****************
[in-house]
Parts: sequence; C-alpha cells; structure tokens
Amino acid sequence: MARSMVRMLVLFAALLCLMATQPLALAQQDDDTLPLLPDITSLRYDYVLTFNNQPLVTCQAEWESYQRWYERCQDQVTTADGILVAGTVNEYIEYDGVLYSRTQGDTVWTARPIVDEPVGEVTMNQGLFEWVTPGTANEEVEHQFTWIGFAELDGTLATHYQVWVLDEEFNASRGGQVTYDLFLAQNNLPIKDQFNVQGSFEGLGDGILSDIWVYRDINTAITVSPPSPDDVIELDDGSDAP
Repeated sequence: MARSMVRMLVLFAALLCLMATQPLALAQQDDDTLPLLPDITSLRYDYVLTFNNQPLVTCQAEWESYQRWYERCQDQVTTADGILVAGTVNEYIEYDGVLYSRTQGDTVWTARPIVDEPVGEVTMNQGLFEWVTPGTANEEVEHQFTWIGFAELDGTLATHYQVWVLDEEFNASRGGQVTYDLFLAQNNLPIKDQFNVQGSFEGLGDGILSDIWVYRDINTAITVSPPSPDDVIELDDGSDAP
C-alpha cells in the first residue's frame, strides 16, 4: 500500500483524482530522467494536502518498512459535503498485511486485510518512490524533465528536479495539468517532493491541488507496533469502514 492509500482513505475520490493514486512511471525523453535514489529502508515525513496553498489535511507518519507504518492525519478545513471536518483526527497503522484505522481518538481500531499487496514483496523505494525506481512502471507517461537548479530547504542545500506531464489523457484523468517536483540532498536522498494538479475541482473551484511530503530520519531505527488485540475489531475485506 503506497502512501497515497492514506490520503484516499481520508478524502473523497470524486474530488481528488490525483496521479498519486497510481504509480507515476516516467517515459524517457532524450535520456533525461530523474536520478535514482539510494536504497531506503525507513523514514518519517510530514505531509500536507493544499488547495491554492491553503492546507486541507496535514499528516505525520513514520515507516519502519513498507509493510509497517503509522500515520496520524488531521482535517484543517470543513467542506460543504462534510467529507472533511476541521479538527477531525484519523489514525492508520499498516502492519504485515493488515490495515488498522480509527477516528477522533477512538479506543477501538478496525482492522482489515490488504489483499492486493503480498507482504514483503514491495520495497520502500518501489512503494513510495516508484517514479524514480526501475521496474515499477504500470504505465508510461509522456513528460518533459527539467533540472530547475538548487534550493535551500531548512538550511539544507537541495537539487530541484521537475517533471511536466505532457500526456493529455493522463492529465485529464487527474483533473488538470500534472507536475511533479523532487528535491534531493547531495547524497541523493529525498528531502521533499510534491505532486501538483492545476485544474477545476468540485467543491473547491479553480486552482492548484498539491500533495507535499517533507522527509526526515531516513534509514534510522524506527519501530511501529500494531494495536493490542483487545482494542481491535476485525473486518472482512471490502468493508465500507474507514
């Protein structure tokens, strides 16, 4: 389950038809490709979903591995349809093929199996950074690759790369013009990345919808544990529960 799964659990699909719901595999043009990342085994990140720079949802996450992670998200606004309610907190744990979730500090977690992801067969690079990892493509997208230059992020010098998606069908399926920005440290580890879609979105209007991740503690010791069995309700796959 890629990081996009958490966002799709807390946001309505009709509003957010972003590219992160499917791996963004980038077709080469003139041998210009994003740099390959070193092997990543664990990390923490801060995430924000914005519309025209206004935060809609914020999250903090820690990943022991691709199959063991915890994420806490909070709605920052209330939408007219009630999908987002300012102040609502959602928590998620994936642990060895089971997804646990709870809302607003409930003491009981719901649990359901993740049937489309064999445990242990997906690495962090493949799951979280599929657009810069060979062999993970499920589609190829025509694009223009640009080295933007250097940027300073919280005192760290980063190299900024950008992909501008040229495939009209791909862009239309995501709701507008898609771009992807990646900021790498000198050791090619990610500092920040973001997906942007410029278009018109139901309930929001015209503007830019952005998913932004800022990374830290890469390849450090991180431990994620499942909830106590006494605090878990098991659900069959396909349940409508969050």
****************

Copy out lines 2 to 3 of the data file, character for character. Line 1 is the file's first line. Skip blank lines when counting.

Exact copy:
Parts: sequence; C-alpha cells; structure tokens
Amino acid sequence: MARSMVRMLVLFAALLCLMATQPLALAQQDDDTLPLLPDITSLRYDYVLTFNNQPLVTCQAEWESYQRWYERCQDQVTTADGILVAGTVNEYIEYDGVLYSRTQGDTVWTARPIVDEPVGEVTMNQGLFEWVTPGTANEEVEHQFTWIGFAELDGTLATHYQVWVLDEEFNASRGGQVTYDLFLAQNNLPIKDQFNVQGSFEGLGDGILSDIWVYRDINTAITVSPPSPDDVIELDDGSDAP